ATTENDANCE AT FIRST CLASS MANDATORY; LANGUAGE SKILLS COURSE
                                                            FREN 202-302 ADVANCED FRENCH MTWR 1100AM-1200PM French 202 is a third-year level course aimed at better understanding contemporary French society, language and culture, with a special focus on today's young generation. What defines a generation in the first place, and how do the lives of young people in France compare to those of their American counterparts? To answer these questions, students in 202 will delve into numerous aspects of French youth experience from the school system to family life, and from the workplace to the political arena, with the aid of resources including contemporary films, news articles, songs, literary texts, and the recent sociological project "Generation Quoi." In addition, they will forge connections with the French community on Penn's campus, as they embark on a journey of cultural exploration and reflexive self-discovery. While 202 is not a grammar-focused course, particular attention will be given to recognizing and employing the different registers of spoken and written French. The course constitutes excellent preparation for study abroad in a French-speaking region.
                                                              ATTENDANCE AT FIRST CLASS MANDATORY; LANGUAGE SKILLS COURSE
                                                              FREN 202-303 ADVANCED FRENCH MTWR 1200PM-0100PM French 202 is a third-year level course aimed at better understanding contemporary French society, language and culture, with a special focus on today's young generation. What defines a generation in the first place, and how do the lives of young people in France compare to those of their American counterparts? To answer these questions, students in 202 will delve into numerous aspects of French youth experience from the school system to family life, and from the workplace to the political arena, with the aid of resources including contemporary films, news articles, songs, literary texts, and the recent sociological project "Generation Quoi." In addition, they will forge connections with the French community on Penn's campus, as they embark on a journey of cultural exploration and reflexive self-discovery. While 202 is not a grammar-focused course, particular attention will be given to recognizing and employing the different registers of spoken and written French. The course constitutes excellent preparation for study abroad in a French-speaking region.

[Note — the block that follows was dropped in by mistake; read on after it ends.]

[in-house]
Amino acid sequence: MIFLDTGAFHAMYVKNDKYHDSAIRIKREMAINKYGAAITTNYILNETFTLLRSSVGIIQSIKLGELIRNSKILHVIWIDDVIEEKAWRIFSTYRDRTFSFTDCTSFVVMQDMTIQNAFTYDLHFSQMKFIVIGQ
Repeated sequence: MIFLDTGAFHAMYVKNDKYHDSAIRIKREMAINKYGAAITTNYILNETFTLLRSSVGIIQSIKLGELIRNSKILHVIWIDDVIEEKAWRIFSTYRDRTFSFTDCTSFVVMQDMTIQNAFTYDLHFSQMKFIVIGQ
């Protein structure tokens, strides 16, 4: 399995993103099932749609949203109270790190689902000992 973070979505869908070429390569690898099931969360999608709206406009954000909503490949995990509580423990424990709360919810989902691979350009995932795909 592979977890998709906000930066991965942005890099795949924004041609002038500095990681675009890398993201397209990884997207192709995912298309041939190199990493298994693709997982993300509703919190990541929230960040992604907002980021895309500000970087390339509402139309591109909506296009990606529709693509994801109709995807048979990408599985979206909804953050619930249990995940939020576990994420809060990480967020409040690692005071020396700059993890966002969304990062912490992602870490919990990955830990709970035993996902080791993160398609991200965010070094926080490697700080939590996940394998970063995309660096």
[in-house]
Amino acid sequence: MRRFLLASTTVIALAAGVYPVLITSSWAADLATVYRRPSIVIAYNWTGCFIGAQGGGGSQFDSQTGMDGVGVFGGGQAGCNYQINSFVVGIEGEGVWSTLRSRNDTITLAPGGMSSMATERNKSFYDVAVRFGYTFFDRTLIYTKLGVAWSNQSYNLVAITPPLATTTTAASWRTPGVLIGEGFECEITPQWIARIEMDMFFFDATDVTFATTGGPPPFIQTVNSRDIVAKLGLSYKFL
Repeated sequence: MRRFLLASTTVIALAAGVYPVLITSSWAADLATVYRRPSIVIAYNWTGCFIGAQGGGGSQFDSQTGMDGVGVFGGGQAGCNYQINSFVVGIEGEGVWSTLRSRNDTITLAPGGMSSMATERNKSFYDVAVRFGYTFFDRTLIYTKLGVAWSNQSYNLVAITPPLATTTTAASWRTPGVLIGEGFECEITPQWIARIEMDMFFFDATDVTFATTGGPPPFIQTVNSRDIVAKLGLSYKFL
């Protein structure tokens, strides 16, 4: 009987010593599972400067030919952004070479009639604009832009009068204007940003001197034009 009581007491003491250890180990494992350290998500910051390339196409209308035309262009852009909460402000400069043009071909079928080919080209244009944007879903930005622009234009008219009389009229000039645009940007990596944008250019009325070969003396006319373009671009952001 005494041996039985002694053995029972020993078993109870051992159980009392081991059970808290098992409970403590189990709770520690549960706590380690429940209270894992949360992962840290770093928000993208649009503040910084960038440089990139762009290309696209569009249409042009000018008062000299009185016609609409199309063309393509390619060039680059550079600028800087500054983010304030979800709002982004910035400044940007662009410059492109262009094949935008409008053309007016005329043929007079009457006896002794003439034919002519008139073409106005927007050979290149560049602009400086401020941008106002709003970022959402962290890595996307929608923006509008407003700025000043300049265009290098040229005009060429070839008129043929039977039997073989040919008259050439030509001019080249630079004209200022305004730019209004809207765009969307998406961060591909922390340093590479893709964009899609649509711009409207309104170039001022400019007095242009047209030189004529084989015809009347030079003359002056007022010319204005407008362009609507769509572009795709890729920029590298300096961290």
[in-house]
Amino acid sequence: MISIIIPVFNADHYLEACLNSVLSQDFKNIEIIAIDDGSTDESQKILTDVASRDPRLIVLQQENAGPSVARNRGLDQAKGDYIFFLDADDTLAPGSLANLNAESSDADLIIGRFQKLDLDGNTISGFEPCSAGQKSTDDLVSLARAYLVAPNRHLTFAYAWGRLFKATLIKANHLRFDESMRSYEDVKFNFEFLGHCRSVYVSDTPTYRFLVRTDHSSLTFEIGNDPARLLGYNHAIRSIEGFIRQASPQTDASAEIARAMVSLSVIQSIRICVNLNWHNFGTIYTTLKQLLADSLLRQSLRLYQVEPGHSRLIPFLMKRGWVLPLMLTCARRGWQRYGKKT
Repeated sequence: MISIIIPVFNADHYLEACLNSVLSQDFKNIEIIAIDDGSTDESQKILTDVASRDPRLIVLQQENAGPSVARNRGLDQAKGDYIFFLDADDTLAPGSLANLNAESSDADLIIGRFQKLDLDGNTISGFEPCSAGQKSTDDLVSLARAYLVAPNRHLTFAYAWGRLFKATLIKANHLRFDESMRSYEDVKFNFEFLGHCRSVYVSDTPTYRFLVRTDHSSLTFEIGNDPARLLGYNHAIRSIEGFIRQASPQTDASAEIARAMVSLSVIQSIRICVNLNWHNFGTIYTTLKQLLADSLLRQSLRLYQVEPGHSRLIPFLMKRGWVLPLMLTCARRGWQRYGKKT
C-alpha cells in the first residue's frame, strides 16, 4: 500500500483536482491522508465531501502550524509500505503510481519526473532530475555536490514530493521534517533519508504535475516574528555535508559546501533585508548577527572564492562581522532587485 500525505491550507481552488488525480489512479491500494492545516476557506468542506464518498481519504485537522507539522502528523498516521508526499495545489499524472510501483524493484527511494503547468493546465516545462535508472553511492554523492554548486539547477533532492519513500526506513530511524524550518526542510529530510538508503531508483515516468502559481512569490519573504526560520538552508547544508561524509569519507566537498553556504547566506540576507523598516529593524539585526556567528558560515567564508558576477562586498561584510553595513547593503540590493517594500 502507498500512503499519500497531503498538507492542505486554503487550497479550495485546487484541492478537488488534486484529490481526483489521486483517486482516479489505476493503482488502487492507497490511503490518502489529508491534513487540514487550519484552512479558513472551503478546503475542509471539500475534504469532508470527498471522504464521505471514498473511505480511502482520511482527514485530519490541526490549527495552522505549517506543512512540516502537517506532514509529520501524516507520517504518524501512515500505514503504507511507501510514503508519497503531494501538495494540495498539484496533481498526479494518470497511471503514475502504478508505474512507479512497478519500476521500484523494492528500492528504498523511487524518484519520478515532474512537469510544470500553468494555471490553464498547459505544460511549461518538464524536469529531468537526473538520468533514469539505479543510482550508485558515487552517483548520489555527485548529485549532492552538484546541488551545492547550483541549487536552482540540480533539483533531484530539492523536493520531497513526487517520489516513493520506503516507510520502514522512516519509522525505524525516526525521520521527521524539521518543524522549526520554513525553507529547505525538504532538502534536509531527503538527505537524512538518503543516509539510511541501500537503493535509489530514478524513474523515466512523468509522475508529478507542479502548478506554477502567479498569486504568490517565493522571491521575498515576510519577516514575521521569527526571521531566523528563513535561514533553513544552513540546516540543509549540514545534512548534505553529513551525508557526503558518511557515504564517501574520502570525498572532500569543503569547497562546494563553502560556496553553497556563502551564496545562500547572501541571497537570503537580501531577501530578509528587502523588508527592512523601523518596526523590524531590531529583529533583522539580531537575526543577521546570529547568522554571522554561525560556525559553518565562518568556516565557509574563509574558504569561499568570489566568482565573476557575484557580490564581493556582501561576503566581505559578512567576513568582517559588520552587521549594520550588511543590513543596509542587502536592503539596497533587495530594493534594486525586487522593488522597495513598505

ATTENDANCE AT FIRST CLASS MANDATORY; LANGUAGE SKILLS COURSE
                                                                FREN 202-304 ADVANCED FRENCH MW 0100PM-0200PM
                                                                TR 0130PM-0230PM
                                                                French 202 is a third-year level course aimed at better understanding contemporary French society, language and culture, with a special focus on today's young generation. What defines a generation in the first place, and how do the lives of young people in France compare to those of their American counterparts? To answer these questions, students in 202 will delve into numerous aspects of French youth experience from the school system to family life, and from the workplace to the political arena, with the aid of resources including contemporary films, news articles, songs, literary texts, and the recent sociological project "Generation Quoi." In addition, they will forge connections with the French community on Penn's campus, as they embark on a journey of cultural exploration and reflexive self-discovery. While 202 is not a grammar-focused course, particular attention will be given to recognizing and employing the different registers of spoken and written French. The course constitutes excellent preparation for study abroad in a French-speaking region.
                                                                  ATTENDANCE AT FIRST CLASS MANDATORY; LANGUAGE SKILLS COURSE
                                                                  FREN 202-305 ADVANCED FRENCH MTWR 0200PM-0300PM French 202 is a third-year level course aimed at better understanding contemporary French society, language and culture, with a special focus on today's young generation. What defines a generation in the first place, and how do the lives of young people in France compare to those of their American counterparts? To answer these questions, students in 202 will delve into numerous aspects of French youth experience from the school system to family life, and from the workplace to the political arena, with the aid of resources including contemporary films, news articles, songs, literary texts, and the recent sociological project "Generation Quoi." In addition, they will forge connections with the French community on Penn's campus, as they embark on a journey of cultural exploration and reflexive self-discovery. While 202 is not a grammar-focused course, particular attention will be given to recognizing and employing the different registers of spoken and written French. The course constitutes excellent preparation for study abroad in a French-speaking region.
                                                                    ATTENDANCE AT FIRST CLASS MANDATORY; LANGUAGE SKILLS COURSE